By Viv Smith and Mark L Thomas
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Anti-fascists confront the English Defence League in London

This article is over 14 years, 1 months old
Around 250 supporters of the English Defence League (EDL) marched from the Tate Britain in London to parliament today. The police removed anti-fascist protesters from the road to allow the EDL through.
Issue 2191

Around 250 supporters of the English Defence League (EDL) marched from the Tate Britain in London to parliament today. The police removed anti-fascist protesters from the road to allow the EDL through.

The EDL had taken to the streets to celebrate the visit to Britain of Dutch Islamophobe Geert Wilders who was invited by UKIP to screen his racist film “Fitna” in the House of Lords.

Some 400 anti-fascists joined the Unite Against Fascism (UAF) counter-demonstration, called at only two days notice.

They managed to block the EDL’s route, taking to the street for over two hours until they were cleared by hundreds of police and kettled. Dogs and horses were used to keep protesters back.

Anti-fascist majority

Students and workers, black and white, came together to confront the EDL.

“This racist Wilders is coming here to destabilise our society,” said a Harrow bus driver. “Britain is multicultural and we won’t let the EDL change that.”

Banners on the counter-protest included those of Newham NUT, the NUJ, Goldsmith’s student union, London Metropolitan University UCU and Goldsmith’s LGBT Versus Racism. The RMT and NASUWT unions brought their flags.

A number of trade unionists and MPs addressed the crowd.

Jeremy Corbyn MP told anti-racists, “If we want a decent and democratic society free of racism then we have to stop the BNP and the EDL.”

Steve Hedley of the RMT union said, “Our union has a history of anti-fascism going back to the International Brigades in 1930s Spain. This demonstration is a continuation of that tradition.

“The BNP have put on suits in an effort to get elected. But the EDL is their street fighting faction. These are our streets, they not going to be the Nazis’ streets.”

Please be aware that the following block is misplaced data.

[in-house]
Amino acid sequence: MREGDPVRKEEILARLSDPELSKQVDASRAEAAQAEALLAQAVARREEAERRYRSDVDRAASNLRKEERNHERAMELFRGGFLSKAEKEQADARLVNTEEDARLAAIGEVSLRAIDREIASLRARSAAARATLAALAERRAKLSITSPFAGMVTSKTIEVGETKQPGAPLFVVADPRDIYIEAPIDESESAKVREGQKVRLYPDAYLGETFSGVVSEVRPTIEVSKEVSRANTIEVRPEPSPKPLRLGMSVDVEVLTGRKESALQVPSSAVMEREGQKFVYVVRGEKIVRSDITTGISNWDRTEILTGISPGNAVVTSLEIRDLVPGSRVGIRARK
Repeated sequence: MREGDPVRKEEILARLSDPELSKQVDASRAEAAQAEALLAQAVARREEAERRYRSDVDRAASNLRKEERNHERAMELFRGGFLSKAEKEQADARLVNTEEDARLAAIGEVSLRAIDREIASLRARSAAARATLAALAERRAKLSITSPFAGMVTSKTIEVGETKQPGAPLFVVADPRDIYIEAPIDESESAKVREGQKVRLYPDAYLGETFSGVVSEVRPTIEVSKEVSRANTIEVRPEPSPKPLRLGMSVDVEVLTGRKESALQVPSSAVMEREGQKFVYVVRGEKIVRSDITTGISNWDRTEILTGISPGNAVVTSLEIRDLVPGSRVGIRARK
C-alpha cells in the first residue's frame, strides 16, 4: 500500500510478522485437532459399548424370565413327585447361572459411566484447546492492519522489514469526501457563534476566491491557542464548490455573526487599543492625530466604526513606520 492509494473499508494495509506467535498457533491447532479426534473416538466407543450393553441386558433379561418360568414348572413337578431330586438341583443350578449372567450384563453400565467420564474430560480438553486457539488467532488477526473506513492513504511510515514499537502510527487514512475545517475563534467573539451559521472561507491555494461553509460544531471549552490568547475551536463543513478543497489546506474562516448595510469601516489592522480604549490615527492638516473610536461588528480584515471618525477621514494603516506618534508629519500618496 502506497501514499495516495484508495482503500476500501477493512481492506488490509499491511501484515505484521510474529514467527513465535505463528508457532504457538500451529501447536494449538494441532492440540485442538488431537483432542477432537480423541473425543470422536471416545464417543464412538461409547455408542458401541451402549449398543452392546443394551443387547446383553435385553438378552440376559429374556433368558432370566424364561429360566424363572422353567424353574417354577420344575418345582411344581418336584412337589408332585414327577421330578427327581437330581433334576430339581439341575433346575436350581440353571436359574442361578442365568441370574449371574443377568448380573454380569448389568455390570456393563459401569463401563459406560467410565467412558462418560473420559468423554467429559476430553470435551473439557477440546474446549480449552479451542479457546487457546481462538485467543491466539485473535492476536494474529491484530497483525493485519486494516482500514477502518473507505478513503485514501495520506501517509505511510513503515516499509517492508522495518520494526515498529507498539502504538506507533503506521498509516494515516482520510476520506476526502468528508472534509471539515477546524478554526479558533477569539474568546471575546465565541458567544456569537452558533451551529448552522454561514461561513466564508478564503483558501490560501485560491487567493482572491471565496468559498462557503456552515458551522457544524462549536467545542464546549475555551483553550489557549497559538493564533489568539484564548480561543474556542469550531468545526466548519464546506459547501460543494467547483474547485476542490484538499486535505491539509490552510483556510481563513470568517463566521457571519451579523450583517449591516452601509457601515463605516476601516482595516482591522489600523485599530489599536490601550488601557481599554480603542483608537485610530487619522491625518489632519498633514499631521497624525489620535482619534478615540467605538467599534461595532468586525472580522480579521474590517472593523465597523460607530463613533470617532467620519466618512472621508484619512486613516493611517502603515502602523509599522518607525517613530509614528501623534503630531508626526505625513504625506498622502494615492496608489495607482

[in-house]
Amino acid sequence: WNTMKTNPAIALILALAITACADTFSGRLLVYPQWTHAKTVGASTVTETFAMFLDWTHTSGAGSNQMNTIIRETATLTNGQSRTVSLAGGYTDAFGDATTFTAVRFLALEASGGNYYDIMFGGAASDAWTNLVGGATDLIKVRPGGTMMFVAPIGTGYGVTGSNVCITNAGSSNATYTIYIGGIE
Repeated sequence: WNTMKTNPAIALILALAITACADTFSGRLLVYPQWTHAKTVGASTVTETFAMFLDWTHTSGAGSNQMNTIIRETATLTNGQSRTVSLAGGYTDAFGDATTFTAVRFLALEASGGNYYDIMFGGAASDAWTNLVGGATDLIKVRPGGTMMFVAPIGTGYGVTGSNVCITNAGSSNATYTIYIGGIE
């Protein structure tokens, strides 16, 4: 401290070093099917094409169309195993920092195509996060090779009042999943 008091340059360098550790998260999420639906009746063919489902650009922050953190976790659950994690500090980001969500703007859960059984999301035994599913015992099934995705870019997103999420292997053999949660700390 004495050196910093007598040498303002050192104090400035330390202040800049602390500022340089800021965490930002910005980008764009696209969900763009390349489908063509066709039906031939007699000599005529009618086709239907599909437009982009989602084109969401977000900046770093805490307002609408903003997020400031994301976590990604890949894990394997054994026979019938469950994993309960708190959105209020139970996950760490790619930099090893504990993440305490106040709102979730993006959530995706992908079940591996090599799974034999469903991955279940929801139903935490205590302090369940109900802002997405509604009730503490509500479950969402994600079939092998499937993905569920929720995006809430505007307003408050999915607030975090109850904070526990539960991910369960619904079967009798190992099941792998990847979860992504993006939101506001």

“We won’t tolerate racism and homophobia,” Bindz Patel, the welfare and education officer at Goldsmith’s student union, told Socialist Worker. “Students are very angry at Wilders coming to whip up hatred.”

Police allow EDL to run riot

Anti-fascist protesters were angry at the way police approached the demonstrations.

Police harassed anti-fascists throughout the day, but allowed the EDL to assemble and wander about, pints of beer in hand, outside the Tate Britain gallery.

After being asked by Socialist Worker why they were being allowed to walk in and out of the police cordon unhindered, a policeman said, “It’s a free country”.

Andy Reid, a member of the PCS union’s executive, told Socialist Worker that the union was very concerned about the safety of their members working in the Tate:

“EDL members are being allowed to wander through the gallery and the grounds unhindered. We are very unhappy about the situation, the assurances we were given haven’t been met and it has put our members in jeopardy.”

Despite a ban on demonstrations to parliament, the police allowed the EDL to march.

They said were satisfied by the EDL leadership’s assurances that their protest would be peaceful and non-racist.

But the claim that they are not racist or fascist was constantly undermined.

EDL supporters were allowed to abuse and threaten journalists, and black and Asian protesters. They chanted anti-Muslim slogans including “ban the Koran” and “Muslim bombers off our streets”.

Members of the Nazi BNP were photographed on the protest, including Chris Renton from Weston Super Mare.

Some EDL supporters raised Nazi salutes when they went past anti-fascists. Chants of “No surrender to the IRA” went on throughout the day.

“I can’t believe they have been allowed to do this,” a young protester told Socialist Worker.

“We have been told we can’t chant anti-fascist slogans by the police. We are standing up against racism but the police are treating us like animals.”

Weyman Bennett from UAF addressed protesters at the end of the demonstration, asking everyone to mobilise to stop the EDL marching in Bolton on 20 March.

“It is a disgusting day when Nazis march. But they didn’t march unopposed—there were more of us than them.

“We have to learn the lesson as they are starting to organise. That is why we need a movement of thousands to stop them. No Nazis and racist thugs should get a hearing.

“We need to go to every trade union, every college and every anti-fascist with the message—get to Bolton. We need to send them a message—we know how this story ends. It starts with marches and ends with murder. Bolton is a line in the sand. We need to say ‘No pasaran’—they shall not pass.

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